If the body struggles to produce enough endocannabinoids to stop these chemical signals, then muscle spasms will continue to cause discomfort.

This is where CBD comes in.

CBD interacts with the CB1 receptors in the central nervous system and effectively slows the chemical signals that are causing the spasms [1].

This results in muscle relaxation and fewer muscle contractions. Pain relief coincides with these effects.

Can CBD Relieve Muscle Spasms?

As mentioned in the last section, CBD interacts with the body’s endocannabinoid system to relieve muscle spasms and the pain associated with it.

CBD Relaxes the Muscles

CBD is a great muscle relaxant. Unlike painkillers, muscle relaxants work to solve the issue of muscle cramps rather than just numbing the pain that results from it.

The beauty of CBD is that it gets to the root of the problem and influences the chemical signals that cause muscle spasms (as mentioned in the last section).

Unlike spasmolytic and neuromuscular blockers, CBD has few negative side effects and works with your body’s natural functions rather than against them.

Spasmolytic muscle relaxants are particularly dangerous, especially for older people. They can increase heart rate, and blood pressure, and can be incredibly addictive as this type of medication is part of the opioid group.

CBD certainly isn’t dangerous, doesn’t increase the heart rate, and there are no documented cases of addiction to the cannabinoid.

CBD Reduces Stress

CBD helps reduce stress which can be a trigger for muscle spasms.

There is a lot to say about CBD reducing stress and anxiety [2]. The cannabinoid is commonly used to help these problems by people all over the world.

Although stress is not directly related to muscle spasms, it can be one of the reasons you’re experiencing these issues.

It’s important to address the cause of an issue. If stress is giving you muscle spasms, you should work toward reducing or eliminating it completely. Lowering stress levels using CBD could be a great long-term treatment if stress is the cause.

CBD Can Aid Sleep

Lack of sleep and exhaustion can cause muscles to spasm. CBD can help you get to sleep faster and achieve a full nights’ rest.

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If you struggle with sleep, high-doses of CBD before bedtime can help you doze off into a deep sleep. Stress is often the cause of lack of sleep, so both factors go hand in hand.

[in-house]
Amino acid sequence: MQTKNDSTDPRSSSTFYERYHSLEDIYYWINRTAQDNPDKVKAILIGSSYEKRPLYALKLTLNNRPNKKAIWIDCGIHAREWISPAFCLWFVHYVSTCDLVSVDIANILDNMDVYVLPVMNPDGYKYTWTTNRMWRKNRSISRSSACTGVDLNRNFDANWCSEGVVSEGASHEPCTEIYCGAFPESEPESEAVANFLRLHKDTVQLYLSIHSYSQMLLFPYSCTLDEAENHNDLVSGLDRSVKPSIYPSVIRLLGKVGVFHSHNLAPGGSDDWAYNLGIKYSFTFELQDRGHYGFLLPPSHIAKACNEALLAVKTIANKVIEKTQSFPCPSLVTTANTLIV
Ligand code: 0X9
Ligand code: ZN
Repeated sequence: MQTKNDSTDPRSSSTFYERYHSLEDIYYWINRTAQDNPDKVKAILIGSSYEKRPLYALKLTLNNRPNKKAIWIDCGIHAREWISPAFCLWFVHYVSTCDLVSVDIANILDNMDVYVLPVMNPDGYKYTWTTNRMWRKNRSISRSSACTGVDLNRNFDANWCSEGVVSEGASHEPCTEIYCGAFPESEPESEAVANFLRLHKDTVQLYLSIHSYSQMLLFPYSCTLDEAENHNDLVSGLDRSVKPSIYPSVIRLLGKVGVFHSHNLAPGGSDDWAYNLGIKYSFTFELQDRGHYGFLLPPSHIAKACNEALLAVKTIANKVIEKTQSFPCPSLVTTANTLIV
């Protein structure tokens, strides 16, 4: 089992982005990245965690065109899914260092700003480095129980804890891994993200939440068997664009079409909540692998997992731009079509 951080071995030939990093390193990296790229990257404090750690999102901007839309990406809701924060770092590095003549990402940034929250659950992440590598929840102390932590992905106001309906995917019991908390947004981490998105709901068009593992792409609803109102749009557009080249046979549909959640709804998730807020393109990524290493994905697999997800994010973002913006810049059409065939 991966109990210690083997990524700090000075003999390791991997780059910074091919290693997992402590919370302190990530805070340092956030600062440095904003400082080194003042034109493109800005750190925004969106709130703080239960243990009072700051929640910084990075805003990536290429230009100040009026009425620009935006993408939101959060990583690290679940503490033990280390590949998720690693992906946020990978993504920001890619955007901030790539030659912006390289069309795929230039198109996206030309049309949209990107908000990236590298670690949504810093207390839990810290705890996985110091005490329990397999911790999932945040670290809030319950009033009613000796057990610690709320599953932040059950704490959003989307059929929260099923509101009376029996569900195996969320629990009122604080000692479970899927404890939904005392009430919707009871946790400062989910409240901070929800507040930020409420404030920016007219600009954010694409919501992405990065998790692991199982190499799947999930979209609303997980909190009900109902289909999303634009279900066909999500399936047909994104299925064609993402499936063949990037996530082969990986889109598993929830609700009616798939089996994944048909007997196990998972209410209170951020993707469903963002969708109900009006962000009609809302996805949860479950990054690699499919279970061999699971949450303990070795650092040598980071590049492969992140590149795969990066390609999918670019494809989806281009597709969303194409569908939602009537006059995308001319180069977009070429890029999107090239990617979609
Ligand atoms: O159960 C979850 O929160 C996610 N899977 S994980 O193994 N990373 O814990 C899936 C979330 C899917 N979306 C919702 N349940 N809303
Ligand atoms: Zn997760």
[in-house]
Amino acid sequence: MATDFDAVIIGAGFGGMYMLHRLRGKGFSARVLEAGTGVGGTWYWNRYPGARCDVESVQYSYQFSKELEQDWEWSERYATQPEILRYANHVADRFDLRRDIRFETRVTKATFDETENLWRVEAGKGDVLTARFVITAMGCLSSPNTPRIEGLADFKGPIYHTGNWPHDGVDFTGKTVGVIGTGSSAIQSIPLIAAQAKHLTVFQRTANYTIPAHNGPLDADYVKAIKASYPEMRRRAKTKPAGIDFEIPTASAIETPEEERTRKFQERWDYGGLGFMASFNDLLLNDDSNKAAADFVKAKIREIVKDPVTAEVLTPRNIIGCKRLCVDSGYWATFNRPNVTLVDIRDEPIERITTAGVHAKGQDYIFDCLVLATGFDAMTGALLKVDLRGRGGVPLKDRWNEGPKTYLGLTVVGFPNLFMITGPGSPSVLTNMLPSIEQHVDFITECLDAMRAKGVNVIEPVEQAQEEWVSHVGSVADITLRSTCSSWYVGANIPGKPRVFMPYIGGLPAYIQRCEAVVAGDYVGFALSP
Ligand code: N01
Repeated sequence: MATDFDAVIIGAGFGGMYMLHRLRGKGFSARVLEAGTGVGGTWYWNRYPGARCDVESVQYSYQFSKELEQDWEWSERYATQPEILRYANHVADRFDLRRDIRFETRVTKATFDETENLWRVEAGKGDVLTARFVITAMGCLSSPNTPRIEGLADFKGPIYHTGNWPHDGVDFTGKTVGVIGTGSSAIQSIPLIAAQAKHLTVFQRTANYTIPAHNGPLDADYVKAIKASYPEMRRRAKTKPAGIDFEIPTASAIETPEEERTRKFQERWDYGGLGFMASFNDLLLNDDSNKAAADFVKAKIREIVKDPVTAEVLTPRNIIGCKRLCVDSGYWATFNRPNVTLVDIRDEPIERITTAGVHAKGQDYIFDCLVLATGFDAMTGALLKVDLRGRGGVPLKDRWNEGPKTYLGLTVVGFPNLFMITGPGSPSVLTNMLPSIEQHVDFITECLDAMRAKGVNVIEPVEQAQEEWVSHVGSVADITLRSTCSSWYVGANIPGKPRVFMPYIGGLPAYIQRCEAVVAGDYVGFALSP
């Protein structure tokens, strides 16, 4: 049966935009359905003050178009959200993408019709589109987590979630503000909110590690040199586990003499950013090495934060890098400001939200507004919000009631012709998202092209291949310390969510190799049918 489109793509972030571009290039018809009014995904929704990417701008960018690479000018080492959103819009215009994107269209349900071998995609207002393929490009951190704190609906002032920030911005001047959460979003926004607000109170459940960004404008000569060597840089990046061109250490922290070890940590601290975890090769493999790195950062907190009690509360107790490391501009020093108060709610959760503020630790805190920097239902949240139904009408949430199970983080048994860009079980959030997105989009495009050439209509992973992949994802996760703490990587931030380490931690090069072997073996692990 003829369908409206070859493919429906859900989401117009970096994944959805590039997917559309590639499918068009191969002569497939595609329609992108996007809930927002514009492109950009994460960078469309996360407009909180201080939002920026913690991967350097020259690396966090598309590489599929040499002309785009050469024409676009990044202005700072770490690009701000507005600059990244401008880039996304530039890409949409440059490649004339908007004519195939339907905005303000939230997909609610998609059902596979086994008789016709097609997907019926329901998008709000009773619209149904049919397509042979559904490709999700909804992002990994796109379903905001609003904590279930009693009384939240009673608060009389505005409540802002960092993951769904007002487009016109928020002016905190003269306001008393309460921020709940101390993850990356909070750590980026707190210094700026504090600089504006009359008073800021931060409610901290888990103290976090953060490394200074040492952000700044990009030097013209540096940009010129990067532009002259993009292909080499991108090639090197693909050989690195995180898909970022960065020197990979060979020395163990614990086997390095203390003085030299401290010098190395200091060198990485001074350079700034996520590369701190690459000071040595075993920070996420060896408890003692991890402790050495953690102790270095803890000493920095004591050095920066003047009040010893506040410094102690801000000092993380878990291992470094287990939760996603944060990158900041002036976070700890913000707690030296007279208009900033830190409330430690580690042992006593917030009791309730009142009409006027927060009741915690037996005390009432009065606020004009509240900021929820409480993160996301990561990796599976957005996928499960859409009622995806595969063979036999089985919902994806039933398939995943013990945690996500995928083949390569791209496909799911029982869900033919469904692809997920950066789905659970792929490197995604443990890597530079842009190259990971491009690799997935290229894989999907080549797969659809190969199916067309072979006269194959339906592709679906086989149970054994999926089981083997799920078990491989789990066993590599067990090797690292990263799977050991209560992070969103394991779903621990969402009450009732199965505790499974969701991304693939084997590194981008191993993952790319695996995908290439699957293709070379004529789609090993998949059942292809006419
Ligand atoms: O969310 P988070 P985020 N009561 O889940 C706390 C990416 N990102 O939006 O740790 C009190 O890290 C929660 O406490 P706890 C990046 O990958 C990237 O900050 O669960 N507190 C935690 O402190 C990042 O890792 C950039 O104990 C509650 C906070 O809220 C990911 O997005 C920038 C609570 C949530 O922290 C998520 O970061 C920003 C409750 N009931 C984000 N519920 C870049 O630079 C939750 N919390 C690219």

Some research shows that CBD can have an effect on cortisol levels [3].

Cortisol regulates your sleep cycle. Some people (particularly insomnia sufferers) have high levels of cortisol at night which keeps them awake.

Taking high doses of CBD at night can decrease cortisol levels, getting you to sleep easier and faster.

CBD Aids Muscle Recovery

CBD is believed to aid in muscle recovery [4]. Many athletes and fitness fanatics use CBD as it can speed up the muscle recovery process.

If you’re experiencing muscle spasms after exercise or excessive physical activity, this benefit will help you get instant and long-term relief.

During strenuous exercise, the muscles tear and rebuild during the recovery period. During this period some people experience cramping and spasms. If you can recover more efficiently you will experience less discomfort.

How Much CBD to Take for Muscle Spasms?

High-potency CBD oil is the best treatment for muscle spasms.

How much you take will depend on you and how your body reacts to the CBD. If you’ve never used CBD before it’s best to start small and work your way up.

The dosage needed to stop muscle spasms will vary from person to person, so a bit of self-experimentation is needed to find your balance. Steadily increase your dosages until you get the effect you’re looking for.

Oils are the easiest way to find out how many milligrams of CBD you need to control muscle spasms. You can adjust the dosage by increasing or decreasing the drops of oil taken.